For the first few years of my family's life with our Lab, Torah, we assumed his wild licking was purely a sign of affection. "He's kissing you!" we would tell bewildered friends. Eventually I came to realize that the licking wasn't always as pleasant for the recipient as it was for my family and my dog.

To us, some of our dogs' behaviors are bad manners. But to them, it's a completely normal way to communicate. In fact, they may be trying to honor us.

Why Do Dogs Lick People?

So, why do dogs lick us? You'd be right in supposing that affection is our dogs' main message. They're also conveying respect and honor, according to the American Kennel Club (AKC). "A submissive lick lets you know that your dog accepts your leadership role."

"Licking for most dogs begins with their mother cleaning them and stimulating certain body functions. But as pups grow, their littermates join in the licking fun. They help each other out with cleaning out-of-the-way places like ears, the back, and faces. It is an act of friendly cooperation." This, the AKC says, is the origin of our pups' gestures toward us.

Watch your dog among other canines the next time you're out. If you notice any licking, you're observing one dog telling another "I submit to you," or " I'm friendly, and I'm so happy to see you." When they greet us similarly, the message is the same.

Reading the Context Clues

It is always our responsibility to decode our dogs' messages based on current circumstances. There are a number of other messages our dogs are sending with their oral oddities. When your dog licks you, he may be communicating:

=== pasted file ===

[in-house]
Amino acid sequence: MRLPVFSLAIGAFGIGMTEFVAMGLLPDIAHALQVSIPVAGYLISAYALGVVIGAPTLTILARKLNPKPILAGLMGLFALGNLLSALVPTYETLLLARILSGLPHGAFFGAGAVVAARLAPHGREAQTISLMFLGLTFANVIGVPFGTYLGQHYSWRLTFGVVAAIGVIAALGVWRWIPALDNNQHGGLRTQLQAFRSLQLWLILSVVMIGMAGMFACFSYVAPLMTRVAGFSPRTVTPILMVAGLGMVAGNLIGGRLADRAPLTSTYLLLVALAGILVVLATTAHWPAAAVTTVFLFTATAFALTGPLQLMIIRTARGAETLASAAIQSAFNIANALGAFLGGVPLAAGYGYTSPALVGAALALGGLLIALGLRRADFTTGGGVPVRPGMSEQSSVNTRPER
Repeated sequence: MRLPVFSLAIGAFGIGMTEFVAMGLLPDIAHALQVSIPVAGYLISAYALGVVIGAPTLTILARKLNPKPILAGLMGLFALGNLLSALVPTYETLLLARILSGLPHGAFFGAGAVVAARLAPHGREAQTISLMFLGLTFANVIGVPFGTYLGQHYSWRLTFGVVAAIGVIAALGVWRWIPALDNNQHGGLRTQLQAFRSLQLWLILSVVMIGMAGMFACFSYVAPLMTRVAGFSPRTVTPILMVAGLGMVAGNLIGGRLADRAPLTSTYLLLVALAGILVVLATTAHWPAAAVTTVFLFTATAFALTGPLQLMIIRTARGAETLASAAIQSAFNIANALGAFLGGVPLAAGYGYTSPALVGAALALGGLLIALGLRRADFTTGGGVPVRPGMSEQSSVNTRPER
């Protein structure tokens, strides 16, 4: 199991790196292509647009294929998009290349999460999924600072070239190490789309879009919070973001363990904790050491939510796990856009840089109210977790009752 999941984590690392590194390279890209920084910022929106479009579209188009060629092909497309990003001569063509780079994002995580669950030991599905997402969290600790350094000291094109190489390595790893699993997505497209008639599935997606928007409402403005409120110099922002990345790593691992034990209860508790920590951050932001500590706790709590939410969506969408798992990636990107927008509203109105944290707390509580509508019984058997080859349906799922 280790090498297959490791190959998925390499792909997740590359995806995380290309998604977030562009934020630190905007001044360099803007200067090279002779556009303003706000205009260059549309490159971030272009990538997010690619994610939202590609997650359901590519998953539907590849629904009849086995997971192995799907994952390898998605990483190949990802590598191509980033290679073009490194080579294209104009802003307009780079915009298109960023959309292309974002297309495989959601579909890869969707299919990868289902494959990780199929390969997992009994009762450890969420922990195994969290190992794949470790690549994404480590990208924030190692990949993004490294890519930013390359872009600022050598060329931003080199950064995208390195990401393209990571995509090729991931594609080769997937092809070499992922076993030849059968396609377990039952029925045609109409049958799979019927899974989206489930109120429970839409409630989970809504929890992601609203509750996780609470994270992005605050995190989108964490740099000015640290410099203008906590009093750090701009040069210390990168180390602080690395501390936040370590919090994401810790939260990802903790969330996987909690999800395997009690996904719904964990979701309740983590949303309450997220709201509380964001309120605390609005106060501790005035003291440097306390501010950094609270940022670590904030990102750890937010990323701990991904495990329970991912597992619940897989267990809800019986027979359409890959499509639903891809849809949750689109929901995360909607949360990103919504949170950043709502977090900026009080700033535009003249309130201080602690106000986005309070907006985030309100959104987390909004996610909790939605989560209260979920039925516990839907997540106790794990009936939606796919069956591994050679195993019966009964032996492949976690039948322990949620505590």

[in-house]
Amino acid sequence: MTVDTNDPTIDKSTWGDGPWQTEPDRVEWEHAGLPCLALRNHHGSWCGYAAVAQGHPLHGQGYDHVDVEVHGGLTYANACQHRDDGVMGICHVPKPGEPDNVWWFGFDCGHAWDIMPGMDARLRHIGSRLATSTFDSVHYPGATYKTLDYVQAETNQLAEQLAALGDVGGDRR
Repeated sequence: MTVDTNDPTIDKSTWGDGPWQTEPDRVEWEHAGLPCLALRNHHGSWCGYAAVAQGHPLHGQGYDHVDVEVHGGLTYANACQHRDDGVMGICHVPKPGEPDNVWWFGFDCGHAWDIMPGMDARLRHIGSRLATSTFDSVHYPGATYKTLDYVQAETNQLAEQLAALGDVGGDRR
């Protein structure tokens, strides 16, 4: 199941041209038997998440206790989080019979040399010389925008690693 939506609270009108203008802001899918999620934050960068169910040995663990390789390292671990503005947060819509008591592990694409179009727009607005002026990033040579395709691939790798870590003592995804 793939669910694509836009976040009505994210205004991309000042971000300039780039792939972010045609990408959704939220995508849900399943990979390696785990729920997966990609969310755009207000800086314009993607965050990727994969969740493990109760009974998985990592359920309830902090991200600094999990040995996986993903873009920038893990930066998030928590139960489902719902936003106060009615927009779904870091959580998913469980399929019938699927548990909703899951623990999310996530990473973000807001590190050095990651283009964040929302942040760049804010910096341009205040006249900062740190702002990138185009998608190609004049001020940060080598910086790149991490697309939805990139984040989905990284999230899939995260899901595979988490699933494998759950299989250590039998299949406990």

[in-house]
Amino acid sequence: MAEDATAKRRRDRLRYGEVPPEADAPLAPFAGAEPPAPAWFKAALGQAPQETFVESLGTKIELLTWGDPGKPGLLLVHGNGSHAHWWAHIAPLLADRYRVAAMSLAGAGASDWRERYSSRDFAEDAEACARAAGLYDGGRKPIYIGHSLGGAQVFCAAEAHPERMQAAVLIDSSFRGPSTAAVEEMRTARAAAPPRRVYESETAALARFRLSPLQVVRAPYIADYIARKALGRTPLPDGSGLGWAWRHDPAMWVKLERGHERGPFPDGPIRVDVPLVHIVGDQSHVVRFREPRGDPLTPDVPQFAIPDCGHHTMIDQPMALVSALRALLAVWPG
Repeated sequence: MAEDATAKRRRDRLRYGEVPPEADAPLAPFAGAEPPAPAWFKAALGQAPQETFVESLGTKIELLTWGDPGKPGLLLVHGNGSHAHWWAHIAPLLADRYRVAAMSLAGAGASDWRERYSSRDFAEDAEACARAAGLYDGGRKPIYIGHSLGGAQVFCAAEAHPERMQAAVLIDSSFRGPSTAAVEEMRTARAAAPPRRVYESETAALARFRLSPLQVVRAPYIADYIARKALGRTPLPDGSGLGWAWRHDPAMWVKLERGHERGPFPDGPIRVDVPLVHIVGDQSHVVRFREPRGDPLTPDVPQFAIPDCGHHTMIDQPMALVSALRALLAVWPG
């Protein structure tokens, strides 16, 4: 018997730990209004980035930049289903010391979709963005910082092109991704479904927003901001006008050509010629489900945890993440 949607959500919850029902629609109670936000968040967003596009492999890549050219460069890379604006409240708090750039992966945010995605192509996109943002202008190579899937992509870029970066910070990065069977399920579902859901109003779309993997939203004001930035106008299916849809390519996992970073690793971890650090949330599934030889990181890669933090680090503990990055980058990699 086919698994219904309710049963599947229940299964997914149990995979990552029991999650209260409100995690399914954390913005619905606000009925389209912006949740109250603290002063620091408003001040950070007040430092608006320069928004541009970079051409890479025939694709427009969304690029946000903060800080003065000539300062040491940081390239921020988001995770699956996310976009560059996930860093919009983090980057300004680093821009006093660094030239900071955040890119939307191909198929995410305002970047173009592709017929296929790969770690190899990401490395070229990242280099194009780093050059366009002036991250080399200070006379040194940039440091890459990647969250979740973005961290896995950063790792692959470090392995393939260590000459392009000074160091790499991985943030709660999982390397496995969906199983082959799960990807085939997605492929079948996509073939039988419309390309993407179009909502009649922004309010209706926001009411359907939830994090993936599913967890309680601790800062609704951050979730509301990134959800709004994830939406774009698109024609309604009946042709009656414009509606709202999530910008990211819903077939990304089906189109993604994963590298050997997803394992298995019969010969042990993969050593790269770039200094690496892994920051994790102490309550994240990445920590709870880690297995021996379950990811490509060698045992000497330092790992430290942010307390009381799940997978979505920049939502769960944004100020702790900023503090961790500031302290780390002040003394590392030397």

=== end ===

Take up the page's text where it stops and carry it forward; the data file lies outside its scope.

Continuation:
• A desire for food
  • Happiness when you get home at the end of the day
  • The need for attention or comfort
  • An acknowledgement of your sadness
  • The desire to put his scent on you to "claim" you

Correct Behavior When It Matters

Jumping up, barking, and most especially, excessive licking can make us feel loved and appreciated, but they are behaviors that should not always be encouraged. How do you know when to correct these behaviors? In particular, when our dogs are excited to see us, should we correct them?

Being a responsible dog owner means caring for the preferences of others. Even though we pet owners might appreciate a slobbery greeting from our companions, we should strive to teach our dogs "do's and don'ts" when it comes to kissing and to control them around those whose comfort levels might not be clear.

Proper behavior around children is also a must. Children's immune systems are still developing which may make them more prone to becoming sick from that lick on the face from the friendly neighborhood dog.

Train your dog well, and he'll soon be voted "most popular" among all of your friends.

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